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Month: August 2016

Palazzo Dario, the cursed palace

A horrible fate has combined the stories of the owners of this beautiful building, so as to define it “cursed”.

Palazzo Dario (known as Ca’ Dario) is a palace overlooking the Grand Canal in Venice.

It was built by Giovanni Dario, fascinated by the places and the enchanting landscape.

In 1479 Marietta, Giovanni’s daughter, committed suicide because of the economic failure of her husband Vincenzo Barbaro, who died stabbed. Even their son suffered a violent death, in fact he died in an ambush in Crete. These three deaths caused a sensation among the Venetians, who anagrammtized the inscription on the facade, turning “VRBIS GENIO IOANNES DARIVS” into “SVB RVINA INSIDIOSA GENERO“ (in Latin, “I generate under an insidious ruin”).

The descendants of the Barbaro family sold the villa to Arbit Abdoll, an Armenian merchant of precious stones, who ended up in ruins shortly after taking possession of the dwelling.

The Englishman Radon Brown met his fate in 1838 when he became the new owner of Ca’ Dario. In only four years he suffered a financial meltdown and his homosexual relationship was discovered: the scandal engulfed him so much that in 1842 he committed suicide in the palace together with his partner.

Fared no better the American Charles Briggs, who had to flee from Venice because of the continuous rumors about his homosexuality: he fled to Mexico, where his lover committed suicide.

In the early ‘900 Ca’ Dario hosted the French poet Henri de Regnier; but a serious illness struck the writer, so he couldn’t come back to Venice anymore.

For decades the building was empty, until 1964 when the tenor Mario del Monaco began the negotiations to buy the property. But the artist, on his way to Venice to finalize the details of the contract, was involved in a serious car accident that forced him to a long rehabilitation and made him decide to give up the purchase.

A few years later Ca’ Dario was bought by Count Filippo Giordano delle Lanze from Turin, who was killed inside the building in 1970 by a Croatian sailor named Raul Blasich, with whom he had a relationship. Blasich then fled to London, where he was murdered.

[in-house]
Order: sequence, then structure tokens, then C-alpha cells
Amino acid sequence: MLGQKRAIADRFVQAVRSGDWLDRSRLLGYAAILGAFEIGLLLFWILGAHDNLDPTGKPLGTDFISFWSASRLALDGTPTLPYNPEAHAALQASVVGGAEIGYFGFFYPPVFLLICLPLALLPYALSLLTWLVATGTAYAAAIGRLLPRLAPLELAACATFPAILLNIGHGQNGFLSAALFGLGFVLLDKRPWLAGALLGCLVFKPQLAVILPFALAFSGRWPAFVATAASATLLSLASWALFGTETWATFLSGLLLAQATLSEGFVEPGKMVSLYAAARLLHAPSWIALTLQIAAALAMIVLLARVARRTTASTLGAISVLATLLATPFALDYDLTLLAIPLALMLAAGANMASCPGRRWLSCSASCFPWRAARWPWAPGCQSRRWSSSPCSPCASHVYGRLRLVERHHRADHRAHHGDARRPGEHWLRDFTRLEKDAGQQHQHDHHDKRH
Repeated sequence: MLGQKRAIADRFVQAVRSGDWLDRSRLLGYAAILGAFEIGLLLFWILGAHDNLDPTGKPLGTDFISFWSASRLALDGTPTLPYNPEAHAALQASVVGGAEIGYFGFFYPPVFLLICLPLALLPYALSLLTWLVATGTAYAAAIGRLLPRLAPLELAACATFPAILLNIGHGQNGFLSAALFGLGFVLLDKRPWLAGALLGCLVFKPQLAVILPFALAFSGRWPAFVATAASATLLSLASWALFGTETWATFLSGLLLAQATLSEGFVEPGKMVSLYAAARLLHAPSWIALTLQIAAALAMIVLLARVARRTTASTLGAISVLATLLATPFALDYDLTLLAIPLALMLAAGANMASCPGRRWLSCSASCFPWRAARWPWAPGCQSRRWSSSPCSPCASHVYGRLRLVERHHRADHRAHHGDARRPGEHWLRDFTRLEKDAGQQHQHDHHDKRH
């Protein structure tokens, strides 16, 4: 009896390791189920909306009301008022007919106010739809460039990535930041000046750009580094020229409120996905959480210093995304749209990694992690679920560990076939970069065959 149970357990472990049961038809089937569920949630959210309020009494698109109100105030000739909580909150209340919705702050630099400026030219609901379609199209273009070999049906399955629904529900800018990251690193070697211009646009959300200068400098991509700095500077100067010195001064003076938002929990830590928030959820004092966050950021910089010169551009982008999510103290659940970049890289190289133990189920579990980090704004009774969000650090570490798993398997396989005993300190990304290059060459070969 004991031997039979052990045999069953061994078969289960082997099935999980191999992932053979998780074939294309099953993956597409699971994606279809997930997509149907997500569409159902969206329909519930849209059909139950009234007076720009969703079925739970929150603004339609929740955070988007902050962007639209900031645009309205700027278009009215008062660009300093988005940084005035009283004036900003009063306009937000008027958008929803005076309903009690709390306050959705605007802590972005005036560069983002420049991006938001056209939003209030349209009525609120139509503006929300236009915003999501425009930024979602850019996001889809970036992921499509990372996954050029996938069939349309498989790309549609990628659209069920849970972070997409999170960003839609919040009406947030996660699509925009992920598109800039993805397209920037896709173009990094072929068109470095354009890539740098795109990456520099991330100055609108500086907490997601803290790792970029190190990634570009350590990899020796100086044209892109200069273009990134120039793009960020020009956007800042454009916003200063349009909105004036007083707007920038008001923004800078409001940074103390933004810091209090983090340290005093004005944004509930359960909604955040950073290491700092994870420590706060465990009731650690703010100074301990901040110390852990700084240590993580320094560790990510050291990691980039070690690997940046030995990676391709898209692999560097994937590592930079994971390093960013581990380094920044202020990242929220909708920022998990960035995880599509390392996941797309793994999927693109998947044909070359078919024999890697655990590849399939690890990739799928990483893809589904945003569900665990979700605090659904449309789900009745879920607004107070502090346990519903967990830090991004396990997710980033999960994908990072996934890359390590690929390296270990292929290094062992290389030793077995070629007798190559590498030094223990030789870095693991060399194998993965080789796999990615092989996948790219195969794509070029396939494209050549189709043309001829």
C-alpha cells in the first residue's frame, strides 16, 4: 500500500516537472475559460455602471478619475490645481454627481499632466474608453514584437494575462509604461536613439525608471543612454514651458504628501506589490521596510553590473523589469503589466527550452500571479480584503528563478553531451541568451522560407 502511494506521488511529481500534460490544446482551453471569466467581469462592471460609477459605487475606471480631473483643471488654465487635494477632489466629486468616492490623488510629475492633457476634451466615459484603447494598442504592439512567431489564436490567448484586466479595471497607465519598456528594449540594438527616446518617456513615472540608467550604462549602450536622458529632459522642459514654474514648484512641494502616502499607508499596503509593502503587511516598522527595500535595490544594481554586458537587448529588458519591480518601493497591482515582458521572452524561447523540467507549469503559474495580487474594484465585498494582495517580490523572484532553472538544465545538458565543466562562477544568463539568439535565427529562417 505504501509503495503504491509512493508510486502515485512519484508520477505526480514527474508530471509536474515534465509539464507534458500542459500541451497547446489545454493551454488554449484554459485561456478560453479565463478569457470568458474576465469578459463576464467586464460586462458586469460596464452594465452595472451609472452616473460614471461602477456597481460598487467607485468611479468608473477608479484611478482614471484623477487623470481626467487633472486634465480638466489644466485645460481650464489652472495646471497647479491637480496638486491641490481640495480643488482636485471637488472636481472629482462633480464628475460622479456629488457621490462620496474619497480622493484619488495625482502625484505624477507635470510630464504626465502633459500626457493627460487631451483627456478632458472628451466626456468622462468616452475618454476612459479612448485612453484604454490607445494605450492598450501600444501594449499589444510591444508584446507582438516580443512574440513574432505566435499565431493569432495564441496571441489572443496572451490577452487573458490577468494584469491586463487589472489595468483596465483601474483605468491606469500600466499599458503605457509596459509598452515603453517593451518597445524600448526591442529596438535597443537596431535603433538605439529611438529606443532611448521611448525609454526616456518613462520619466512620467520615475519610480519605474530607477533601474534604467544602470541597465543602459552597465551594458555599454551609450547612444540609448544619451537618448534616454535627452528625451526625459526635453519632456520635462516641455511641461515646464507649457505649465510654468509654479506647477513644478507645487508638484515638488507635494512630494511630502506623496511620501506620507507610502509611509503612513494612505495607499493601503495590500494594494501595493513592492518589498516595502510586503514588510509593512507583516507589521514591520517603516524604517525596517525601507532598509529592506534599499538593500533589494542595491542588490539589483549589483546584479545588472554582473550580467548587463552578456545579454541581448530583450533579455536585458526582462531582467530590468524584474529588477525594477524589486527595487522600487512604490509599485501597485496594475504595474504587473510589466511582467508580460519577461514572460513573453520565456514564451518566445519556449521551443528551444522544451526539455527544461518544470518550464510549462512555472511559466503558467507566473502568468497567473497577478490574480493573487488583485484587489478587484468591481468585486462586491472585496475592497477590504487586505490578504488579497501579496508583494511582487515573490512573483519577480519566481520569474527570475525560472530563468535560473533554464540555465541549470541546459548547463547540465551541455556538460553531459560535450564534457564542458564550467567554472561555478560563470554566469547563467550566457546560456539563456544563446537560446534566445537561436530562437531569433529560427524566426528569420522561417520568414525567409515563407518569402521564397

The palace was later bought by Kit Lambert, manager of the rock band The Who, who died a very short time later in London falling down stairs. Although he claims not to believe in the curse, Lambert had told some friends to sleep in the nearby Hotel Gritti gondoliers kiosk to “escape the ghosts that haunted him in the Palace”.

Fabrizio Ferrari, a venetian businessman, bought the house in the 80s and moved there with his sister Nicoletta. Ferrari did not die, but he lost all of his assets after taking possession of the building, while his sister died in a car accident without witnesses.

In the late 80s, the building was purchased by financier Raul Gardini who wanted to make a gift to his daughter. Gardini, after a series of economic setbacks and the involvement in the scandal of Tangentopoli, committed suicide in 1993 in never fully clarified circumstances.

After the death of Gardini, no one wanted to buy Ca’ Dario anymore, and the first brokerage company that had been mandated to sell surrendered and stranded down. At the end of the 90s the director and actor Woody Allen seemed willing to buy the building, but then he desisted. In 2002, a week after renting Ca’ Dario for a vacation in Venice, bass player John Entwistle died because of a heart attack.

In 2006 the property passed to an American company on behalf of an unknown buyer and it is currently being restored.

 

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